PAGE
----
243 pp. Toned pages, rubbed spot on front cover corner. Light roughness near bottom edge. No markings. Includes a Washington Square Press guide for reading groups. A tale of a woman who falls in love with a rich commercial artist who seems "almost perfect." Gradually the protagonist begins to realize the perils of her infatuation. Deemed by the NY Times a "notable book."
At the time Stella Blake meets Richard Fallon, she is nearly broke. Her semi-famous father, who has always neglected her, is dying. Her job at a San Francisco newspaper is only tentative. Richard, on the other hand, is wildly successful as a commercial artist, even if both his marriages to bosomy blondes have failed. Of course, he immediately notes that Stella is not his type, being small, dark, and exotic-looking. For her part, Stella thinks Richard is far too sure of himself, and vain. Naturally they fall in love. Theirs is an almost perfect relationship -- except for the violent fights followed by passionate reconciliations. And there is Stella's suddenly ascending career...and a shimmering San Francisco whose dark side is AIDS.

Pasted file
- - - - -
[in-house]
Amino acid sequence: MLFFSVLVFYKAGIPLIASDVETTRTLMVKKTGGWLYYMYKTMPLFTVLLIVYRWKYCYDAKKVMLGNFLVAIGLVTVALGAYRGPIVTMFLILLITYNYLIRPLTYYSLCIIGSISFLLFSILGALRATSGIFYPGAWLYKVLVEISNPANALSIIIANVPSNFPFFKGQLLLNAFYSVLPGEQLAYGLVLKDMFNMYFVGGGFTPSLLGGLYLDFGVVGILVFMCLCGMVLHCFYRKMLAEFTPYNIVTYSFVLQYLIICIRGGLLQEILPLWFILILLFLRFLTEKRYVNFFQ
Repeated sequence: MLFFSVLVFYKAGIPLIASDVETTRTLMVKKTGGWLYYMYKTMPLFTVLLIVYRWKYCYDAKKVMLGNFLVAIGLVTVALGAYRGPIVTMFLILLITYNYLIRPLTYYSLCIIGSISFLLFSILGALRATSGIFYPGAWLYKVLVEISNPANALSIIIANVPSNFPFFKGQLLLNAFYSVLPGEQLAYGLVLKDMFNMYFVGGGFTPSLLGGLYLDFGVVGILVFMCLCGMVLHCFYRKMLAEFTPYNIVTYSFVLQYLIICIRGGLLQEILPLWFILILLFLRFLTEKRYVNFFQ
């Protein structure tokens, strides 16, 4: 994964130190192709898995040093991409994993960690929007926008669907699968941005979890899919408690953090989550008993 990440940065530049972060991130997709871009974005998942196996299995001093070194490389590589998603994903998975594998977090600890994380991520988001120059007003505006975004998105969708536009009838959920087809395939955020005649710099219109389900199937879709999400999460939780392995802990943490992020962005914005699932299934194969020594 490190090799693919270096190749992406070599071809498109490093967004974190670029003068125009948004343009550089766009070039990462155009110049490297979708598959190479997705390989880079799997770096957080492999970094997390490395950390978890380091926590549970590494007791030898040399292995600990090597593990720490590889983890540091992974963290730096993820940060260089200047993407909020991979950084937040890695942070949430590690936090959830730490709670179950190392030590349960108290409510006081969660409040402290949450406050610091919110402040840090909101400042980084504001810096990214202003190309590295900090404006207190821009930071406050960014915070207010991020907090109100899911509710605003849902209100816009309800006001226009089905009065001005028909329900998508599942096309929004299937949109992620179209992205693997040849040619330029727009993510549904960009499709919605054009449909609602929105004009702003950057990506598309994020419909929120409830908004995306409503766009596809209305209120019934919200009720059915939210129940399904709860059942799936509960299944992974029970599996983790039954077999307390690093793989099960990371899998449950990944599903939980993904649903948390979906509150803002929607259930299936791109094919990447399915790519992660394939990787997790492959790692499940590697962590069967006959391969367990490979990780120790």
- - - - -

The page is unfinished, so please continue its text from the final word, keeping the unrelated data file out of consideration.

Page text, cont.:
Something is terribly amiss with this golden couple, something one of them is only beginning to suspect. In "Almost Perfect," Alice Adams creates her most searing account of modern relationships when illusions crack, secrets seep out, and women face the consequences of falling madly in love.